As with her jewellery, Vigeland’s sculpture often echoes natural phenomenon: trees in the wind, a cascading waterfall, the murmuration of a flock of birds. For one series she hammered shrouds of lead around stones, for another she formed beetle-like creatures from doodles of steel. They are all labour-intensive pieces and often large; some involve the participation of the buildings that house them, with metal tendrils plugged into the surface of walls. They fit organically – yet strangely – into their surroundings, just as her jewellery flows on the human figure but retains an alien essence. The sculpture at Kistefos is of a piece with this vision: it fits in the specific corner of the sculpture park, weaving between silver birches, as if nestled in the nape of a neck. And yet it is also a strange metal movement in a very still space.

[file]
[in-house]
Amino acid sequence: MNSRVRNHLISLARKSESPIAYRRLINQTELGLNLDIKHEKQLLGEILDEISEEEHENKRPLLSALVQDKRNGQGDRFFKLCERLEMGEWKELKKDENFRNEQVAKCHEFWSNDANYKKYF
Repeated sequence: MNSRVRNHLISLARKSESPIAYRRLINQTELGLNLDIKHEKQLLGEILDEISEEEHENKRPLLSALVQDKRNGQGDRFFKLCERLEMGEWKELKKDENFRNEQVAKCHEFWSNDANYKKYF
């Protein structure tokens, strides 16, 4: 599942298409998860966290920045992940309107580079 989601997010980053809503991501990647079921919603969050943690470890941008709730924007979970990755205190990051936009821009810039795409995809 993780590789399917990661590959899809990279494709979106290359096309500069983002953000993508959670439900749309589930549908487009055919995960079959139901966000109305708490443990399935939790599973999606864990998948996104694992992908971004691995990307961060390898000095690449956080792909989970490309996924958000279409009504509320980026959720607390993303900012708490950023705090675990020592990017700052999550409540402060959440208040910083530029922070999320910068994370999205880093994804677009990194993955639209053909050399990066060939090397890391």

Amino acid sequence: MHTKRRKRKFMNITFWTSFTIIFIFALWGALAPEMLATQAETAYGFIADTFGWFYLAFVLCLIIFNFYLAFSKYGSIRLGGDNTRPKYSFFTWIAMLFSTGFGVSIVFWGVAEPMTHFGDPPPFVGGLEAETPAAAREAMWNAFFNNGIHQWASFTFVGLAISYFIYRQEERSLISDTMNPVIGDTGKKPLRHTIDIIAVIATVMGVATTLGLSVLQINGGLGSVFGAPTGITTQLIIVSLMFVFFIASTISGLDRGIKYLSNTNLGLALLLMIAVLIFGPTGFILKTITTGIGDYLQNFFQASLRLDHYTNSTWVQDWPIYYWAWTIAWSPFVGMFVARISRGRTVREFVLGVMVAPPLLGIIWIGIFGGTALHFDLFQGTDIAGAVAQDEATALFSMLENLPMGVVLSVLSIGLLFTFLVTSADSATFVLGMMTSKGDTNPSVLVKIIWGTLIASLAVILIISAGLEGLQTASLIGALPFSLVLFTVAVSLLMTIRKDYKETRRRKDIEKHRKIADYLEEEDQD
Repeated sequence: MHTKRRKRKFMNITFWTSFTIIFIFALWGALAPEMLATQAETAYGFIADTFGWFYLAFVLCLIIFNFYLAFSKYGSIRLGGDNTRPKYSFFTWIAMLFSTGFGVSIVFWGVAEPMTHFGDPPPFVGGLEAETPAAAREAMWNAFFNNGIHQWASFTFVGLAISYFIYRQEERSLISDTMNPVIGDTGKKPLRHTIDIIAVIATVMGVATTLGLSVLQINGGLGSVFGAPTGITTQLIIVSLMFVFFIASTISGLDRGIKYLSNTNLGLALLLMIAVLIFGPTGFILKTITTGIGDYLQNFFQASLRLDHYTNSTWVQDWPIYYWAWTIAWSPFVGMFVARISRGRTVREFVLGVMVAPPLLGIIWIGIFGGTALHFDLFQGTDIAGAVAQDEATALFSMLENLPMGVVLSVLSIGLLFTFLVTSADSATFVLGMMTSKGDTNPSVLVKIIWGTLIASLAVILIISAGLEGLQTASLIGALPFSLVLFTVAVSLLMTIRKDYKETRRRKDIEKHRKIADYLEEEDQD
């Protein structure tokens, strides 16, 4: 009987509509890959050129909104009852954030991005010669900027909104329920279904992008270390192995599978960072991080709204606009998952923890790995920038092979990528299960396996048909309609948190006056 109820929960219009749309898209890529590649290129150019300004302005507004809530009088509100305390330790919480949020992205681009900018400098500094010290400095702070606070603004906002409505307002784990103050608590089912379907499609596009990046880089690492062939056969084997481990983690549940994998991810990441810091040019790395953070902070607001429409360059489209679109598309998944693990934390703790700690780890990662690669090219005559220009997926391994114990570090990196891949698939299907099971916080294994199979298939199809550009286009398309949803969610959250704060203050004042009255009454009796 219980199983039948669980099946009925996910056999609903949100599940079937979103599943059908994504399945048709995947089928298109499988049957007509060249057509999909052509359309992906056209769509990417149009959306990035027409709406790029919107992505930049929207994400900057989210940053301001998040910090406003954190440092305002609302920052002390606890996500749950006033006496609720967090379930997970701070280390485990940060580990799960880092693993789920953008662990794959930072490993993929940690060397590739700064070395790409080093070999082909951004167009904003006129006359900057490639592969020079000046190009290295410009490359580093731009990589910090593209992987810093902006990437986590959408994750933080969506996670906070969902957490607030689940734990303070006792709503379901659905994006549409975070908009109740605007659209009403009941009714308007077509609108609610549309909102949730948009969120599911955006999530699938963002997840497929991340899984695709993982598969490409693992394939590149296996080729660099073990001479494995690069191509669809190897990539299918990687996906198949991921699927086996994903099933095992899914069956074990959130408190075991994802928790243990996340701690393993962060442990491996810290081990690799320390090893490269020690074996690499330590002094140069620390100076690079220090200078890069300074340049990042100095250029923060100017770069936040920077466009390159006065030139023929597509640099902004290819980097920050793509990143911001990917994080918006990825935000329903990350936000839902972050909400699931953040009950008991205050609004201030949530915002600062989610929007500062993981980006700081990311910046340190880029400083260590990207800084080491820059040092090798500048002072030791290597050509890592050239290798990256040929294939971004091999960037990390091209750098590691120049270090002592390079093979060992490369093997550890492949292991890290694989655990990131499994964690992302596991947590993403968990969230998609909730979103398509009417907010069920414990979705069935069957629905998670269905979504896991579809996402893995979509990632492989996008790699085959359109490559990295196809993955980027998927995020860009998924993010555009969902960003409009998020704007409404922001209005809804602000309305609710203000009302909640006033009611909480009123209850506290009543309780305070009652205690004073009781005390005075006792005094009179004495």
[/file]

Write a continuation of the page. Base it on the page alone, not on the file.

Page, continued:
Throughout the artist’s career, there has been little distinction between her home life and studio work – both coexist in the arts-and-crafts house built by her grandparents in 1908 in the quiet villa-dotted neighbourhood of Slemdal on the fringes of Oslo. Her grandfather’s extraordinary mausoleum, Tomba Emmanuelle, sits on the neighboring plot.
Everyday life and artistic concepts are inseparable in Vigeland’s quiet haven. Malm Brundtland remembers an occasion when she arrived at the artist’s home proudly sporting a contemporary necklace by another designer, a silver piece formed from several small leaves which together gave off a rustling sound. “Tone opened the door, stared at my necklace and quite abruptly said that if I wanted to come in the necklace should – immediately – be hung in the hallway. It could be picked up when leaving her house,” Brundtland recalls. “For her it was impossible to allow things into her house that violated her aesthetic sense, which this necklace obviously did. Art was the be all and end all.”
Sculpture 1, 2022 is now on view at Kistefos Museum
Top: Tone Vigeland in Galleri Riis in 2011 (Photo: Guri Dahl)